December 17, 2015 at 4:46 pm
Thanks Judy. Usually cookies go fast in our house but not springerle, nobody dares…
December 17, 2015 at 5:02 pm
They are so beautiful, they need a frame. 🙂
December 21, 2015 at 5:21 am
What a fascinating post, Nadia!! I’ve never made Springerle and don’t have any moulds, but I’ve got a good many recipes for them in various German recipe books! Great to read that you have the Davidis book on the shelf, I’ll have a look at the recipe for the wedding cake, sounds interesting!!
December 23, 2015 at 8:18 am
I really enjoyed your post. I was wondering if you had Marjorie Gibson’s special recipe or if you knew where we could find it?
December 26, 2015 at 9:23 am
Working on that one, stay tuned!
January 6, 2016 at 8:42 am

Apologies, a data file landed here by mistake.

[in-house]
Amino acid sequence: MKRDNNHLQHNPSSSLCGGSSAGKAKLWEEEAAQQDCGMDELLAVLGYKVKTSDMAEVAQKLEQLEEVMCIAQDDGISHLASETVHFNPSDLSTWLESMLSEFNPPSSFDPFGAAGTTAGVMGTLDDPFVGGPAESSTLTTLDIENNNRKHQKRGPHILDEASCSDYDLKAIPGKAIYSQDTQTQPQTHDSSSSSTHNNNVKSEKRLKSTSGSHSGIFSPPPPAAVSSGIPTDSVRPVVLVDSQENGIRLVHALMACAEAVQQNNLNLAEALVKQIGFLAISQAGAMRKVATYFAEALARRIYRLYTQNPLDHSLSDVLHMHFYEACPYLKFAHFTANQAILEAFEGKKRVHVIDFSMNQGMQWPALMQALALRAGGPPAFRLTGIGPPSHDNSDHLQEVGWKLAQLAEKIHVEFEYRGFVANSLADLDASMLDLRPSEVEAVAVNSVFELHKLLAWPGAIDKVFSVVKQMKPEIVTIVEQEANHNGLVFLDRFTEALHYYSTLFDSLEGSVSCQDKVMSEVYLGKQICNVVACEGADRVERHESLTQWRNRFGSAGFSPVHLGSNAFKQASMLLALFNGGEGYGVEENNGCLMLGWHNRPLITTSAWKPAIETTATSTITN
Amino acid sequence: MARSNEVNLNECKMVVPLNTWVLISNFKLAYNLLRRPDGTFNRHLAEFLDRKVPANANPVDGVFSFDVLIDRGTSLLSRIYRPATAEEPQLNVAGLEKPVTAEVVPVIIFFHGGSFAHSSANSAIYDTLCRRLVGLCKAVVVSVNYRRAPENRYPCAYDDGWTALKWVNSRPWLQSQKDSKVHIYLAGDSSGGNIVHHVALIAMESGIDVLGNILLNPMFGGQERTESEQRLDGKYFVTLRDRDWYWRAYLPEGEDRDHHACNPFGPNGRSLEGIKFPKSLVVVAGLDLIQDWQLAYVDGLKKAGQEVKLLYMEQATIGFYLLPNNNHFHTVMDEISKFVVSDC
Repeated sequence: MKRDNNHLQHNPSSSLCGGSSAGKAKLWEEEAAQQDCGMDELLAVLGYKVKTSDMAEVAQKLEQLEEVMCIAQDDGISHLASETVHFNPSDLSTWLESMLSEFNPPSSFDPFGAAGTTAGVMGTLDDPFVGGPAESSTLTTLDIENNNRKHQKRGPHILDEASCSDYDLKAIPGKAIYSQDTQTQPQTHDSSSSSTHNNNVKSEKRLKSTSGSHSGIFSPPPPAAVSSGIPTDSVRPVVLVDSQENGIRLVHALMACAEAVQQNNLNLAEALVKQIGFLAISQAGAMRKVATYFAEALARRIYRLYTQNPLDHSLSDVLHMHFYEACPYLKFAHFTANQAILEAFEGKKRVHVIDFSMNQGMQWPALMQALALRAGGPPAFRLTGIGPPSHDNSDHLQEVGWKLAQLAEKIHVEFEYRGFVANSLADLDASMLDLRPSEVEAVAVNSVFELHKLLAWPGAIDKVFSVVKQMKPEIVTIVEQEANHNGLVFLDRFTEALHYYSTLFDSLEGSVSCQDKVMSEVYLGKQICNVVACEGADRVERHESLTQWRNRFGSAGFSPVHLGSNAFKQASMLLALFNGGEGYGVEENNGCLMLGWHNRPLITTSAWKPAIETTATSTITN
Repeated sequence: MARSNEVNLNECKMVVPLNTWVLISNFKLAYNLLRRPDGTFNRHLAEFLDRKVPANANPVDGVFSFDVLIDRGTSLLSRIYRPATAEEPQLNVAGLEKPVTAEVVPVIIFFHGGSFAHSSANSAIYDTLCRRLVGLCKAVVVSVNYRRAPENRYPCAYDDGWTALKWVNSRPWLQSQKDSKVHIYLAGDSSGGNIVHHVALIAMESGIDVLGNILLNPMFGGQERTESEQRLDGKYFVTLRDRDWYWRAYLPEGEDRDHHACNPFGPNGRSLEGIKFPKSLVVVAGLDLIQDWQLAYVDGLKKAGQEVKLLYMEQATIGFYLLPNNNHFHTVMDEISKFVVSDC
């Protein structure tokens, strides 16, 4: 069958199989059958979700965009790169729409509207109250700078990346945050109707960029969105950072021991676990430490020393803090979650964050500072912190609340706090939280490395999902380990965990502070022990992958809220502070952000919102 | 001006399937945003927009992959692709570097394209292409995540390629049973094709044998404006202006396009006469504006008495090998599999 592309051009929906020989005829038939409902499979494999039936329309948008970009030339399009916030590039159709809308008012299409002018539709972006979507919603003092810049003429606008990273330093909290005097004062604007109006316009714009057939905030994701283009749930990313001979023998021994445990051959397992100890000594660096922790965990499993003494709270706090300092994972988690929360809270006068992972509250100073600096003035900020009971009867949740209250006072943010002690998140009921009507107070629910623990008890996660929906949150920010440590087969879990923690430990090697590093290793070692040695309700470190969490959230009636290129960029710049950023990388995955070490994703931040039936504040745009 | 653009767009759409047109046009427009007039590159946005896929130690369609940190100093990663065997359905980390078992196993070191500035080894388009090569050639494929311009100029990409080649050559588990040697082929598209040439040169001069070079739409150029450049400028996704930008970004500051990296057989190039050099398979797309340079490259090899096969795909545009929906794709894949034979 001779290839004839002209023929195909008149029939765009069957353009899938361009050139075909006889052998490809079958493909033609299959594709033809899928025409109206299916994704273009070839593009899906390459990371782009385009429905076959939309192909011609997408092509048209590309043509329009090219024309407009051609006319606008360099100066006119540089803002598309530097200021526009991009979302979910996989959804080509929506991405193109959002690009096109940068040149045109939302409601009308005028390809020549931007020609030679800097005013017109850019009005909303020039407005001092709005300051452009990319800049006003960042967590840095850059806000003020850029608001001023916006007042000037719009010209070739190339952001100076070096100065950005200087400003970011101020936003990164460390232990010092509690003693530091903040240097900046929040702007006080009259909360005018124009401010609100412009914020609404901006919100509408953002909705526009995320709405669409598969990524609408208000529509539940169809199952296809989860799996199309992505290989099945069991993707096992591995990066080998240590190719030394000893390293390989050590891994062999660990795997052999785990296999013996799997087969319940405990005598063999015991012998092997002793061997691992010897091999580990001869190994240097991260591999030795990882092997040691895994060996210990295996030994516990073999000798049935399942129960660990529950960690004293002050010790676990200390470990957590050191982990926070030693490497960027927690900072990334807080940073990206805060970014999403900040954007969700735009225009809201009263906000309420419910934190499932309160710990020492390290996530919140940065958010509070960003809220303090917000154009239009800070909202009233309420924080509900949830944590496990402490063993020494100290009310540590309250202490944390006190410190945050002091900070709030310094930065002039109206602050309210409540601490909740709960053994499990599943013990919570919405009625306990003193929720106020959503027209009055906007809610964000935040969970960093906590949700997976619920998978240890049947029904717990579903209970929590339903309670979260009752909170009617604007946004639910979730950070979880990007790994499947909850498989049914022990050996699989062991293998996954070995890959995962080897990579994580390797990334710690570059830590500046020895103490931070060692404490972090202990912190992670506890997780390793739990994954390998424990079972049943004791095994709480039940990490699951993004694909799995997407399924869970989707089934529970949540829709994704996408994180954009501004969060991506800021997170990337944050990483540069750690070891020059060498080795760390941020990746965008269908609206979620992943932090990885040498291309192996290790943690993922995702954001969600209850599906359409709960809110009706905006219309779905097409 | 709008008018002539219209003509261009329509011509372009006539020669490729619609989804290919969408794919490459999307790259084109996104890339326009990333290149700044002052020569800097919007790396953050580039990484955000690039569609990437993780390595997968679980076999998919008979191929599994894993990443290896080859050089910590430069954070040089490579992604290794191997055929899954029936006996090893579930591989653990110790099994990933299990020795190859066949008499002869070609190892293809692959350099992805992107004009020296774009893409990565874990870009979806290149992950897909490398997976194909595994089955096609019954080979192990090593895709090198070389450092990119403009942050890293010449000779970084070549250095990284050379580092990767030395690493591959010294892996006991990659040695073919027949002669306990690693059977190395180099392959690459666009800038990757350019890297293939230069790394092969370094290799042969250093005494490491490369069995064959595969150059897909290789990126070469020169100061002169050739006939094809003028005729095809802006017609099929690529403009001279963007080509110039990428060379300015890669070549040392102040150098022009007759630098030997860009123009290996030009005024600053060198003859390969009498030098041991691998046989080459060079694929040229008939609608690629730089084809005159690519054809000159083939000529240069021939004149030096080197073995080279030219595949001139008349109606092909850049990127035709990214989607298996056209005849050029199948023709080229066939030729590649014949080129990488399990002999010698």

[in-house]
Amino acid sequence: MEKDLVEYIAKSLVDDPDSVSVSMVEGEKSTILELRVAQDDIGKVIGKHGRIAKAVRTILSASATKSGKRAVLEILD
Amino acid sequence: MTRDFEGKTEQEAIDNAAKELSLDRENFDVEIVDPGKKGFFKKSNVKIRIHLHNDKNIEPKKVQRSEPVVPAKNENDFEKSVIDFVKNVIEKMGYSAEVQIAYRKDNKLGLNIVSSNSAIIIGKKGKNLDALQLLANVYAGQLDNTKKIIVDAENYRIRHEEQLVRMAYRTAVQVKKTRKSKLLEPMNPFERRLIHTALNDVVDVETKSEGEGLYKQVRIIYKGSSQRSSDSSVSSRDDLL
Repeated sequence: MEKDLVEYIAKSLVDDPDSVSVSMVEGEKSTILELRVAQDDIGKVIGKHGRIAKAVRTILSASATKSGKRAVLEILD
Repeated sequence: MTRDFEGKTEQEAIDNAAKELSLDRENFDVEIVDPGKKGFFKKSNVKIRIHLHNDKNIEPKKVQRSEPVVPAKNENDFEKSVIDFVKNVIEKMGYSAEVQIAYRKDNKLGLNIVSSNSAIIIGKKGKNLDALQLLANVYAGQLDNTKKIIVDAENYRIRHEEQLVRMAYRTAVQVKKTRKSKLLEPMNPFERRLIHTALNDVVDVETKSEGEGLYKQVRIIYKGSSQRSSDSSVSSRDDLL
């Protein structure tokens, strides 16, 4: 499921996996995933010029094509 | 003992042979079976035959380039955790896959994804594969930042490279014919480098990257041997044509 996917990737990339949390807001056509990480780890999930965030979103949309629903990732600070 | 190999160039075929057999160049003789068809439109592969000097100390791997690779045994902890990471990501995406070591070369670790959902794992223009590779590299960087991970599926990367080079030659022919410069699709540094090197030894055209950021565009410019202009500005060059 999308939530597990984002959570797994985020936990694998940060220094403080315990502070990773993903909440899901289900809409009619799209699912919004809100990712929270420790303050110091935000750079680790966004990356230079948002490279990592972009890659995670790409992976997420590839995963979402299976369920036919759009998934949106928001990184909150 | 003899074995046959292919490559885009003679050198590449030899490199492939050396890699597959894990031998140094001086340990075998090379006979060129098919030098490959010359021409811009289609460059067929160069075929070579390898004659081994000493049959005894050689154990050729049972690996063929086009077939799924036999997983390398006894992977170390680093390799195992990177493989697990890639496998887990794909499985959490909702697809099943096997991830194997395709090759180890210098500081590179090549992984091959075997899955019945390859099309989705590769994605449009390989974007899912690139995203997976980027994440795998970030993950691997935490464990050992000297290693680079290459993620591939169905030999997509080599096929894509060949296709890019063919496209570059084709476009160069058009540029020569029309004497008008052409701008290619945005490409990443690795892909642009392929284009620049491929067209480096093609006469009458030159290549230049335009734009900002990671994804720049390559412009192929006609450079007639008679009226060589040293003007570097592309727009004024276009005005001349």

Thank you so much for answering my questions. I really appreciate it. I now know how to replicate the recipes of some of my fondest dishes. I love your blog and I’m so happy I came upon it while doing research.
December 9, 2018 at 5:16 pm
My family has made Springerle as far back as I can remember. I make mine thick and keep them in an air tight container so they don’t get hard. I don’t see any reason to make them thin and so hard they have to be soaked in milk or coffee to enjoy so I have changed the family expectations.
December 9, 2018 at 7:51 pm
Janice, That sounds great, would you share the recipe?
December 9, 2018 at 6:03 pm
I don’t know why, but my association with this cookie is anise…is that wrong?
December 9, 2018 at 7:53 pm
Bill, Yes, see my blog post for details.
November 28, 2021 at 10:14 pm
Though it’s several years since 2015, I just found this post…
I’ve made Springerle for years, but have never had them turn out like the ones from the German bakery in my home town or as good as my grandmother’s. You mention that Heather shares her recipe, but I couldn’t find it anywhwere in this blog post or on her website. Where does she share it, please?
November 30, 2021 at 7:53 am
It might have been taken off the website, I can only suggest to reach out to her via the website.